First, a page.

CMS OFFICE OF THE ACTUARY ISSUES ANNUAL REPORT ON NATIONAL HEALTH SPENDING
NEW REPORT FINDS EFFECTS OF THE RECESSION CONTRIBUTED TO HISTORICALLY LOW RATE OF INCREASE, BUT HEALTH SPENDING SHARE OF GDP INCREASED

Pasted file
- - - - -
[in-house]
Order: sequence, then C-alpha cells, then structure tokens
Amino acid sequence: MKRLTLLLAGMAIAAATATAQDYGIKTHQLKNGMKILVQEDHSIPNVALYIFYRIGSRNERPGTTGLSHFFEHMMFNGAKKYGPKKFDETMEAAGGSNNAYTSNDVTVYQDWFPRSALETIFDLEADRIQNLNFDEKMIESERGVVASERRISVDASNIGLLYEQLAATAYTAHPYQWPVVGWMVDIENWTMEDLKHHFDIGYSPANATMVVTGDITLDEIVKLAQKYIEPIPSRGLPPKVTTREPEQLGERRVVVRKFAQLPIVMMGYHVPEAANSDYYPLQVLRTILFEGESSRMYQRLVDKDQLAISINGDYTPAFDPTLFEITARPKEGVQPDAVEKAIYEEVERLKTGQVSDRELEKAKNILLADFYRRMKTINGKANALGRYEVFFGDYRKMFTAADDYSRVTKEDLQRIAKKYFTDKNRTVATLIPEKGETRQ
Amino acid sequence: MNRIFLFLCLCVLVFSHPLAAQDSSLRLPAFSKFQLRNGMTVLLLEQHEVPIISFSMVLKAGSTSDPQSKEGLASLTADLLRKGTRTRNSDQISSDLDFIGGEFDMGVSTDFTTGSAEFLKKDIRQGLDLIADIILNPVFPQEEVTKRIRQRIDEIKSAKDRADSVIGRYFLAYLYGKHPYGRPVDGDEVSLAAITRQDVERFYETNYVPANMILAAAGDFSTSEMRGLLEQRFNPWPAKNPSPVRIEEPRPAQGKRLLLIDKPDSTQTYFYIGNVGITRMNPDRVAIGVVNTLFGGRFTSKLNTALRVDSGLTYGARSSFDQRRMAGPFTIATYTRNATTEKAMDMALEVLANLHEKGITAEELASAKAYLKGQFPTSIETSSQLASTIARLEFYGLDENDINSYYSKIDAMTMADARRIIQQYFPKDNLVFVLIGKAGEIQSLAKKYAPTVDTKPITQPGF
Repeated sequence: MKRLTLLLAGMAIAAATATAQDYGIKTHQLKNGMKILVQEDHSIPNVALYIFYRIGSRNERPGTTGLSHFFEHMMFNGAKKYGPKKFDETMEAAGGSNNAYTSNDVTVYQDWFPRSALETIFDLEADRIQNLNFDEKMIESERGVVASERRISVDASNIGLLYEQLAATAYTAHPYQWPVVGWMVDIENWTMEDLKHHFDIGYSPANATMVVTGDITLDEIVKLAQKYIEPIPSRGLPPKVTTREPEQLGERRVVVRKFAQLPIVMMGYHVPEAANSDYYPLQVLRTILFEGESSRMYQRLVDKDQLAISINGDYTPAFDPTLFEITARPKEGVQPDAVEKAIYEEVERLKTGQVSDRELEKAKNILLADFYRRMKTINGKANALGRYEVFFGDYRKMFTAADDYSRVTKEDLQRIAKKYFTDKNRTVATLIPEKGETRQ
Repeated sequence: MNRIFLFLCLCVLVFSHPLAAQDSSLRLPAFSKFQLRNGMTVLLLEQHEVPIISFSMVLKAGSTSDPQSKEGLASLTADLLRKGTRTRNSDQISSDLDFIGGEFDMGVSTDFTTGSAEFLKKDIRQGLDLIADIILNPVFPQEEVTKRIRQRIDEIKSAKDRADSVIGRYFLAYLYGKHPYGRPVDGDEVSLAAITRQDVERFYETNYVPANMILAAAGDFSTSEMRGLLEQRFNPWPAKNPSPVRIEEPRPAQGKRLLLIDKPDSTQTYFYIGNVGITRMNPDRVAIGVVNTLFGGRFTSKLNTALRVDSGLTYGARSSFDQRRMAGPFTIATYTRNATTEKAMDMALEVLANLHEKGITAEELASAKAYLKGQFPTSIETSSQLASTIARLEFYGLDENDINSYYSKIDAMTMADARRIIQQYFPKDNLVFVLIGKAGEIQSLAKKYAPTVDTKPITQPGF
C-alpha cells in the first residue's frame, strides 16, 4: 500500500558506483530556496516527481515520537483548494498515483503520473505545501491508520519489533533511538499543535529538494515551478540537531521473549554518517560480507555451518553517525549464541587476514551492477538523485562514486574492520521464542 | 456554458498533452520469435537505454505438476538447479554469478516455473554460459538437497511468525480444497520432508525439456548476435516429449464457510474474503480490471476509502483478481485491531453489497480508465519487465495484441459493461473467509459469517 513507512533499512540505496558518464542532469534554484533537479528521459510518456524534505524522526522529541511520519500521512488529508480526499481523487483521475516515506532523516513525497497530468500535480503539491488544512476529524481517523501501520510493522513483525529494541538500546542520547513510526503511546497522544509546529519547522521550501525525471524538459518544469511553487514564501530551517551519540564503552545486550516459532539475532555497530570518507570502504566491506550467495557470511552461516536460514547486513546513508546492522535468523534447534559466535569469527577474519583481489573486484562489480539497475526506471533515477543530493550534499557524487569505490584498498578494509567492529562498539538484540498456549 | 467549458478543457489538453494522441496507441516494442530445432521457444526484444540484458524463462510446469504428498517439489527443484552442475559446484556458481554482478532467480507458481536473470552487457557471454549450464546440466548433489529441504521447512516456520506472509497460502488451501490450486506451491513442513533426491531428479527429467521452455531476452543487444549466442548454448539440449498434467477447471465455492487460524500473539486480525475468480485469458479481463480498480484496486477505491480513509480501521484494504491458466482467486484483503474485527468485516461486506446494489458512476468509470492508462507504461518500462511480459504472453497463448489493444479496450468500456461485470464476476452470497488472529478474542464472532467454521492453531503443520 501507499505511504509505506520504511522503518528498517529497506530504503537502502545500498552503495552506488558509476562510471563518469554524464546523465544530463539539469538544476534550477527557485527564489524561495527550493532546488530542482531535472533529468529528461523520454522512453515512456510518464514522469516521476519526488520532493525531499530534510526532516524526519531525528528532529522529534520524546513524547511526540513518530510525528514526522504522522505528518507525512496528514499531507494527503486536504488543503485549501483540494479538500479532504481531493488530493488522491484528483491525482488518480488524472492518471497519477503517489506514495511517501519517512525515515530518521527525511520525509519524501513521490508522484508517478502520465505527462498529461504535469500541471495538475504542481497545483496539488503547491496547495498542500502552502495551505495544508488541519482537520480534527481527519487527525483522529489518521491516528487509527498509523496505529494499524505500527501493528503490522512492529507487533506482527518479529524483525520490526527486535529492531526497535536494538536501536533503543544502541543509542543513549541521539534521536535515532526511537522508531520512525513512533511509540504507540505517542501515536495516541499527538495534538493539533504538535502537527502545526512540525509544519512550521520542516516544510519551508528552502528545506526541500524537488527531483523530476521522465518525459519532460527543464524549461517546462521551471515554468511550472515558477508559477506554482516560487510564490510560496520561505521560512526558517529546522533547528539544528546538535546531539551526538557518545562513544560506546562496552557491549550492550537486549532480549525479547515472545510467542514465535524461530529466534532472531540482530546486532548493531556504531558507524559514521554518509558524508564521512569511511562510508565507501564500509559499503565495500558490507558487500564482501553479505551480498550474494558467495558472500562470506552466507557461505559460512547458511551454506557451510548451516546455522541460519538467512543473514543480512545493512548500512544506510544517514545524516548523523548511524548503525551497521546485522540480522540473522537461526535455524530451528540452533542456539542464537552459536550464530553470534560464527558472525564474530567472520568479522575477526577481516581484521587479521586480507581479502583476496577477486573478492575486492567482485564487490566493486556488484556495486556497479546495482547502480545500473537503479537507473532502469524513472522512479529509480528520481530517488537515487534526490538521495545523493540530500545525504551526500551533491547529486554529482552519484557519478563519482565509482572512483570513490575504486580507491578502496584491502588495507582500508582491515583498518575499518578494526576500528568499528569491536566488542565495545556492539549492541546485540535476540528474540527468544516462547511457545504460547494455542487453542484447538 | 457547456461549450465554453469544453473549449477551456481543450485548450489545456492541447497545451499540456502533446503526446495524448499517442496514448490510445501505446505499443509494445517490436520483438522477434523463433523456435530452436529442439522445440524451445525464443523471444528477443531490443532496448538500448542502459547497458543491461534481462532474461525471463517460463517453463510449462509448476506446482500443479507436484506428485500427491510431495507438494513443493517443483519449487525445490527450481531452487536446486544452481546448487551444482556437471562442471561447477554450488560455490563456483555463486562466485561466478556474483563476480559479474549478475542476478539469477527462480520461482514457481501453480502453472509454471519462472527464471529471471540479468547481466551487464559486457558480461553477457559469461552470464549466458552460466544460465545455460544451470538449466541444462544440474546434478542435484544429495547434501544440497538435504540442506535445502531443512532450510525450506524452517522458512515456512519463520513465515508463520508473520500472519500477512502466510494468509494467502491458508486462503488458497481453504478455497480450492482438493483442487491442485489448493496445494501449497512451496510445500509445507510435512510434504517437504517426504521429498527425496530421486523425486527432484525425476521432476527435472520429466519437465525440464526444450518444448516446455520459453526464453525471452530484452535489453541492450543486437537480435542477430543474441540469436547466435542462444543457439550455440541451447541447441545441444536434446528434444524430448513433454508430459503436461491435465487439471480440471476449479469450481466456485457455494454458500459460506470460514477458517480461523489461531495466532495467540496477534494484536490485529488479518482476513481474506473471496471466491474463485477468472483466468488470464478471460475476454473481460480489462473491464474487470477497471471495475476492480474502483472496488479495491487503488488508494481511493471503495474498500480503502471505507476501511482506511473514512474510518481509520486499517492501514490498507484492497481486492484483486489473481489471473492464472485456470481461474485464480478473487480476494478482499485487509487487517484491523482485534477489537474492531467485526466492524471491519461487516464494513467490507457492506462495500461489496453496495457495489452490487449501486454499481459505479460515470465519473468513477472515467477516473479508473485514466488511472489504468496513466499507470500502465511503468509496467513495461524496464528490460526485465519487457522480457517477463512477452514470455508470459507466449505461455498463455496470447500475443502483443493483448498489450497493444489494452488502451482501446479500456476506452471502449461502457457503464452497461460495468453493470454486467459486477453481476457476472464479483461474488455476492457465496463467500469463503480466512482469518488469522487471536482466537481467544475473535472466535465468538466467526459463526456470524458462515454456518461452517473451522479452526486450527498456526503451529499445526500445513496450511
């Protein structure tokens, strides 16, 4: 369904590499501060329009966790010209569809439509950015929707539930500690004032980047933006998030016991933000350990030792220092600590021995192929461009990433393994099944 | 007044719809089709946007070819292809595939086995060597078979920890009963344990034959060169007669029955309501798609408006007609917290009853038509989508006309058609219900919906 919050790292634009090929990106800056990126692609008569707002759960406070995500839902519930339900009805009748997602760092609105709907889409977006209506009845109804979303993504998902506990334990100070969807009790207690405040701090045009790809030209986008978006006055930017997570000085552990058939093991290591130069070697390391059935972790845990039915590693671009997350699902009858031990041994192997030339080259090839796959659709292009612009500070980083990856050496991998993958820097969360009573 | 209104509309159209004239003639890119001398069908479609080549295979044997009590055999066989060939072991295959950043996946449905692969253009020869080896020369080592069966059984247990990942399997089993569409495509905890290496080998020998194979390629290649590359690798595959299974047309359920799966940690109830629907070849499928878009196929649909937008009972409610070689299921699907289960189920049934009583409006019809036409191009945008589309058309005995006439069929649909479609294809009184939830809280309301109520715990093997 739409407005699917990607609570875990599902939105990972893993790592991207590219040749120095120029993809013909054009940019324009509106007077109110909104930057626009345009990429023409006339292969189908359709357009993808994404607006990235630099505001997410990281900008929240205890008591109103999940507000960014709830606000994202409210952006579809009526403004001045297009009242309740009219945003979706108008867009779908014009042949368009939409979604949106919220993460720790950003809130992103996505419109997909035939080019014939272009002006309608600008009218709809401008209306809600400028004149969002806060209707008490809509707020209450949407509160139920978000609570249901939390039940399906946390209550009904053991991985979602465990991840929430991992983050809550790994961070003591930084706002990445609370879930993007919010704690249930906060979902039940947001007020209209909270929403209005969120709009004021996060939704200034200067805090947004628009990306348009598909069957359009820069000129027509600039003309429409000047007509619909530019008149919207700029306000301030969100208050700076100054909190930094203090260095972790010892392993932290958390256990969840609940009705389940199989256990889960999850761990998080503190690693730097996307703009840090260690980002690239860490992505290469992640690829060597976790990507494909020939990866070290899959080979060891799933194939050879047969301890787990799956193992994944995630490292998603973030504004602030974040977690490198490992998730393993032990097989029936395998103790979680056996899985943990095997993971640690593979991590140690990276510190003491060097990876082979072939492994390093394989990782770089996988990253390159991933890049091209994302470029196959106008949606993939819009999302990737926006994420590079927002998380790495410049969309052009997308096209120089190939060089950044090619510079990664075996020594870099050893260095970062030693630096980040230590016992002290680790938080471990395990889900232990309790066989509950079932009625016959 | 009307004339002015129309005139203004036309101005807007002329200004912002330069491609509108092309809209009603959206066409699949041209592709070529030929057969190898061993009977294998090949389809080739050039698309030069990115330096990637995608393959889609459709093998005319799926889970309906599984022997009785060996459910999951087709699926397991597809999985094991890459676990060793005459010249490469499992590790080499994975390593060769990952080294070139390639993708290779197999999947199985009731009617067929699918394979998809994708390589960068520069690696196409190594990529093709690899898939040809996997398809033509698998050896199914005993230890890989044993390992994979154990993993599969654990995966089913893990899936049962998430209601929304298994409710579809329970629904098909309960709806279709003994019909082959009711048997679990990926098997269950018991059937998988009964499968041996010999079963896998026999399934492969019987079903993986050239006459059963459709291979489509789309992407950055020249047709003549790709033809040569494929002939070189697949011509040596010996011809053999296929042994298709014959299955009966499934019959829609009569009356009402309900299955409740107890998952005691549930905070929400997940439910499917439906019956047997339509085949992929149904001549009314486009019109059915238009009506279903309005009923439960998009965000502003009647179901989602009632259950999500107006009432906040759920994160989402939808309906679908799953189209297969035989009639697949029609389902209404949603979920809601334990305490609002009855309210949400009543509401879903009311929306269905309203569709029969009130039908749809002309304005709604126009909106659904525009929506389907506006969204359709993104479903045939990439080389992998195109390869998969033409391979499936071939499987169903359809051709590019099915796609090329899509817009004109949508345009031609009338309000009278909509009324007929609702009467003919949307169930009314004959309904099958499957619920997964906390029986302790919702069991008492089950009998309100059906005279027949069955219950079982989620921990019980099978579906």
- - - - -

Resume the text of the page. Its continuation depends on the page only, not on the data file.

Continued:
Health care spending in the United States grew 4.0 percent in 2009, to $2.5 trillion, or $8,086 per person, the slowest rate of growth in the 50-year history of the National Health Expenditure Accounts (NHEA), due in great part to the economic recession. The report, prepared annually by the Centers for Medicare & Medicaid Services (CMS) Office of the Actuary, summarizes recent trends in health spending based on the most current data sources. Available historically since 1960, the NHEA represent the official estimates of total health care spending in the United States and measure annual health spending by the types of goods and services delivered (hospital care, physician services, retail prescription drugs, etc.), by the programs and payers that pay for that care (private health insurance, Medicare, Medicaid, etc.), and by the sponsors who are ultimately responsible for financing that care (private businesses, households, and governments). The 4.0 percent growth in 2009 was down from 4.7 percent in 2008, the second slowest rate of growth in the history of the NHEA, as the recession led to slower growth in private health insurance expenditures and out-of-pocket spending by consumers, and to a reduction in capital investments. Despite the slowdown, health care spending growth continued to outpace overall economic growth, which declined 1.7 percent in 2009 as measured by nominal Gross Domestic Product (GDP). However, health spending as a share of the nation’s GDP continued to climb, reaching 17.6 percent in 2009, up 1.0 percentage point from 2008, the largest one-year increase in the history of the NHEA. In comparison to other recent recessions, the health spending share of GDP increased 0.7 percentage point in 1991 and 2001, and 0.8 percentage point in 1982. The recession, which began in December 2007 and ended in June 2009, affected health spending as many consumers decreased their use of goods and services partially due to lost employer-based private health insurance coverage and reduced household income. This led to a deceleration in private health insurance spending, which increased only 1.3 percent in 2009 compared to 3.5 percent in 2008, that was due primarily to a 3.2 percent drop in enrollment. At the same time, as more people became eligible for and enrolled in Medicaid, growth in that program’s spending accelerated to 9.0 percent in 2009 following 4.9 percent growth in 2008. With approximately $34 billion in enhanced federal aid for States (provided by the American Recovery and Reinvestment Act of 2009), federal Medicaid spending increased 22.0 percent and its share of total Medicaid spending reached 66 percent (from a 59 percent share in 2008). In contrast, State Medicaid spending declined 9.8 percent—the largest decline in the program’s history. The economic downturn also affected consumer out-of-pocket spending, which slowed to 0.4 percent growth in 2009, as spending for dental services, nursing care facilities and continuing care retirement communities, and physician and clinical services declined. A 2.7 percent reduction in expenditures for capital investments also contributed to the slowdown in health spending. In 2009, private and state and local government providers decreased their investment in structures and equipment by 4.3 percent and 1.1 percent, respectively. Key statistics on the growth of health care spending in the new report include: • Hospital spending increased 5.1 percent to $759.1 billion in 2009 compared to 5.2 percent growth in 2008. • Physician and clinical services spending increased 4.0 percent in 2009 to $505.9 billion, a deceleration from 5.2 percent growth in 2008. • Retail prescription drug spending grew 5.3 percent in 2009 to $249.9 billion, after 3.1 percent growth in 2008. • Spending for freestanding nursing care facilities and continuing care retirement communities increased 3.1 percent in 2009 to $137.0 billion, a deceleration from growth of 5.0 percent in 2008. • Spending for home health care services provided by freestanding facilities grew 10.0 percent to $68.3 billion following growth of 7.5 percent in 2008. • Total health care spending by health insurance payers, which includes the Medicare and Medicaid programs, increased 5.1 percent in 2009, a slight deceleration from 5.3 percent growth in 2008. • Private health insurance premiums grew 1.3 percent in 2009, a deceleration from 3.5 percent growth in 2008 and the slowest rate of growth in the history of the NHEA. • Out-of-pocket spending grew 0.4 percent in 2009 compared to 3.1 percent growth in 2008. To read the complete report, visit http://www.cms.gov/NationalHealthExpendData/02_NationalHealthAccountsHistorical.asp#TopOfPage To read more studies and reports by the CMS Office of the Actuary, visit http://www.cms.gov/ActuarialStudies/01_Overview.asp.